From the point of view of absolute reality, there is only brahman. But then there is nothing to talk about! Such a discussion is only meaningful from the standpoint of empirical reality – our everyday world. If subjective idealism were true, the world would cease to exist when we go to sleep and would have to be created anew on awakening. Berkeley got around this sort of problem by claiming that the world continues to exist because it is perceived by God. And again, one might be tempted to claim that this parallels advaita in that we claim that the world is a creation of Ishvara, rather than the individual. This is not quite the case. In advaita, objects really do exist. Ishvara is the material cause, as well as the efficient cause of the universe. The point is that the substratum of their existence is brahman alone. In the case of Berkeley, however, the objects only exist in the mind of God, as it were.

Greg Goode, who studied Berkeley for his doctorate, believes that Berkeley’s last book may well have resolved his views to match those of advaita, but there were very few copies of that book ever made and it has not been possible to confirm this.

Advaita, then, does not claim that objects have no reality separate from the subject at the level of the world. In this sense, it is a realist philosophy and not an idealist one. This is highlighted by the following very interesting analysis, which I recently came across in one of the talks by Swami Paramarthananda on the Brahma Sutra.

Our principal pramANa, or source of knowledge, is pratyakSha or perception. When we see something for the first time, we see it in the present and, as a result of the examination of its various attributes, we conclude what it is. We can call this ‘cognition’. At some time in the future, we may encounter an object. By comparing its attributes in the present with remembered attributes from the past (as retrieved from the memory), we may be forced to conclude that this object is the same one that we saw in the past. This is called ‘recognition’ – seeing the object again. This fact of recognition is effectively a refutation of idealism (which is also the philosophy of the yogachAra or vij~nAna vAda Buddhists, a branch of Mahayana Buddhism). If the object that is seen now is the same object as the one that was seen in the past, then clearly it has a real existence and is not only an appearance in mind (which might otherwise be called a figment of the imagination).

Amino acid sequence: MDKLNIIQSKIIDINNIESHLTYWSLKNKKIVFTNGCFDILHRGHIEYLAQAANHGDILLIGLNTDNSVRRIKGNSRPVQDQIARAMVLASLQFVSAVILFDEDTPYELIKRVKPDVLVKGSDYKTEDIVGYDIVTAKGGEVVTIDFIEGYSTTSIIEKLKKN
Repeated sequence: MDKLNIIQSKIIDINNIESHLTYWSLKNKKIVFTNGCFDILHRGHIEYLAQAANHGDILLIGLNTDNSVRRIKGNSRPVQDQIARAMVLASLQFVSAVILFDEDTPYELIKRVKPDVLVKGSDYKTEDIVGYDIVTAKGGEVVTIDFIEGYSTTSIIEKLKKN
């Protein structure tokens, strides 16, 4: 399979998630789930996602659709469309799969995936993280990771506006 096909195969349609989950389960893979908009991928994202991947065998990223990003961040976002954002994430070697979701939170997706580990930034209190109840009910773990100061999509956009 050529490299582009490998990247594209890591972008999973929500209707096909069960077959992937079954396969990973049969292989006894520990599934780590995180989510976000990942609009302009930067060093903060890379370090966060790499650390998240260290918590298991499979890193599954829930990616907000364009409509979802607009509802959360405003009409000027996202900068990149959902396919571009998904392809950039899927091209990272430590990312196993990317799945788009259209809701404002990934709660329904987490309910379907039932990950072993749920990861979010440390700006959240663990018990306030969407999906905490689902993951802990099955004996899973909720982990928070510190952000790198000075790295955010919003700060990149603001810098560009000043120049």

You can read a series of essays from Chittaranjan Naik on ‘A Realist View of Advaita’.

Q. 357 – Existence of Objects

Q.  Dear Dennis,
 
I bought and read two of your ebooks and liked them so much then I looked at your blog and came across this:

http://advaita-academy.org/blogs/DennisWaite.ashx?Y=2010&M=November

You say objects really exists, Advaita is not idealism, it is realism. I don`t understand this, in your book you use dream metaphor, you use “cinema” metaphor you even said in your book:
 
“He goes on to explain that our normal states of consciousness – waking, dream and deep sleep – are at the level of appearance. Reality is the non-dual background to these states. Just as our dreams seem real to the dreamer, so this world-appearance seem real to the waker. But, on waking, it is realized that those dreams are nothing but an illusion generated by the mind.
 
Similarly only on awakening to god-consciousness will you appreciate and realize the staggering truth that there exists nothing other than Brahman everywhere. Until that supreme state is reached, the universe will appear real. Living in your present state of ignorance you will have to accept the world that you experience. But at the same time try to contemplate and realize the truth proclaimed by Self-realized souls that Brahman alone exists.”
 
  So you changed your mind after writing the book and now you say World-appearance is real, Advaita is realism and there is no illusion at all?
 
I`m confused, can you explain? Continue reading